Critical Thinking: The Nature of Critical and Creative Thought

By Paul, Richard; Elder, Linda | Journal of Developmental Education, Winter 2006 | Go to article overview

Critical Thinking: The Nature of Critical and Creative Thought


Paul, Richard, Elder, Linda, Journal of Developmental Education


The critical and creative functions of the mind are so interwoven that neither can be separated from the other without an essential loss to both.

- Anonymous

To the untutored, creative and critical thinking often seem to be opposite forms of thought: the first based on irrational or unconscious forces, the second on rational and conscious processes; the first undirectable and unteachable, the second directable and teachable. Although there is no known way to generate creative geniuses, or to get students to produce novel, ground-breaking ideas, there are manifestations of creativity that we do not fully understand. The same is true of forms of criticality. To teach simultaneously for both creative and critical thinking requires focusing on these terms in practical, everyday contexts; keeping their central meanings in mind; and seeking insight into how they overlap and interact with one another. In understanding critical and creative thought truly and deeply, they are recognized as inseparable, integrated, and unitary. Creative thinking, especially, must be demystified and brought down to earth.

In learning new concepts, in making sense of our experience, in apprehending a new subject field or language, in reading, in writing, in speaking, and in listening, our minds engage in full-fledged (though commonplace) creative acts. To live productively, one needs to internalize and use intellectual standards to assess thinking (criticality). Individuals also need to generate-through creative acts of the mind-the products to be assessed.

That minds create meanings is not in doubt; whether they create meanings that are useful, insightful, or profound is. Imagination and reason are an inseparable team. They function best in tandem, like the right and left legs in walking or running. Studying either one separately only ensures that both remain mysterious and puzzling, or, just as unfortunate, are reduced to stereotype and caricature.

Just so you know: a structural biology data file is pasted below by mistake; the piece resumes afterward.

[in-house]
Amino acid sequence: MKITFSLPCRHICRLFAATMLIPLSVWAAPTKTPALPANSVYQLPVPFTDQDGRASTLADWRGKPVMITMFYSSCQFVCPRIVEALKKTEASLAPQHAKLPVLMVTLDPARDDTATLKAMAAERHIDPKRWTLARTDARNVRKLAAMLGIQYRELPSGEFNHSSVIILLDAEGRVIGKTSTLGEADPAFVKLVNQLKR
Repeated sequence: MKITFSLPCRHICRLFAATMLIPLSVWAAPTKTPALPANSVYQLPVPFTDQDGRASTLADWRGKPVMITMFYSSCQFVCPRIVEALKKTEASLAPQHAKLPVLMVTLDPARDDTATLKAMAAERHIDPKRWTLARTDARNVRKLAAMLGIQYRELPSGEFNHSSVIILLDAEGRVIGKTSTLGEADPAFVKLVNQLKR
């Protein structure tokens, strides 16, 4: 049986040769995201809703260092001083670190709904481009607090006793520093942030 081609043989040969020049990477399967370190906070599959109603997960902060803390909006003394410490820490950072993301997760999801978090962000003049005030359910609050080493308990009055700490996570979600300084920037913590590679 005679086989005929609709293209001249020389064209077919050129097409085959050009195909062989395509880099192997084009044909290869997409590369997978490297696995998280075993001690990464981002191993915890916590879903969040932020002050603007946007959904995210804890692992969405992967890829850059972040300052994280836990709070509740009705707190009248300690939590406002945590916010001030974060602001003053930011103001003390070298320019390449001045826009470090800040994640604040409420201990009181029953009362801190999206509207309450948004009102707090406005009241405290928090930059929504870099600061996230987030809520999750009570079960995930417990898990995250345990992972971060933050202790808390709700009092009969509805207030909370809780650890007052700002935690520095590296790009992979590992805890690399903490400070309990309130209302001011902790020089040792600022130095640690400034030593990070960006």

The Inseparability of Critical and Creative Thought

For several reasons the relationship between criticality and creativity is commonly misunderstood. One reason is cultural, resulting largely from the mass media's portrayal of creative and critical persons. The media frequently represent the creative person as a cousin to the nutty professor, highly imaginative, spontaneous, emotional, and off-beat but often out of touch with everyday reality. The critical person, in turn, is often represented as given to faultfinding, skeptical, negative, captious, severe, and hypercritical.

These cultural stereotypes are not validated by precise use of the words critical and creative. For example, in Webster's Dictionary of Synonyms, the word critical implies an effort to see a thing clearly when applied to persons who judge and to their judgments. In such a true perception, not only the good in a judgment may be distinguished from the bad and the perfect from the imperfect, but also the perception as a whole may be fairly judged and valued. In Webster's New World Dictionary, the word creative has three interrelated meanings: 1. creating or able to create, 2. having or showing imagination and artistic or intellectual inventiveness (creative writing), and 3. stimulating the imagination and inventive powers.

Criticality Assesses; Creativity Originates

Critical and creative thought are both achievements of thought. Creativity masters a process of making or producing, criticality a process of assessing or judging. The very definition of the word creative implies a critical component (e.g., having or showing imagination and artistic or intellectual inventiveness). When engaged in high-quality thought, the mind must simultaneously produce and assess, generate and judge the products it fabricates. In short, sound thinking requires both imagination and intellectual standards.

In this column we elaborate on the essential idea that intellectual discipline and rigor are at home with originality and productivity and also that these supposed poles of thinking are inseparable aspects of excellence of thought. …

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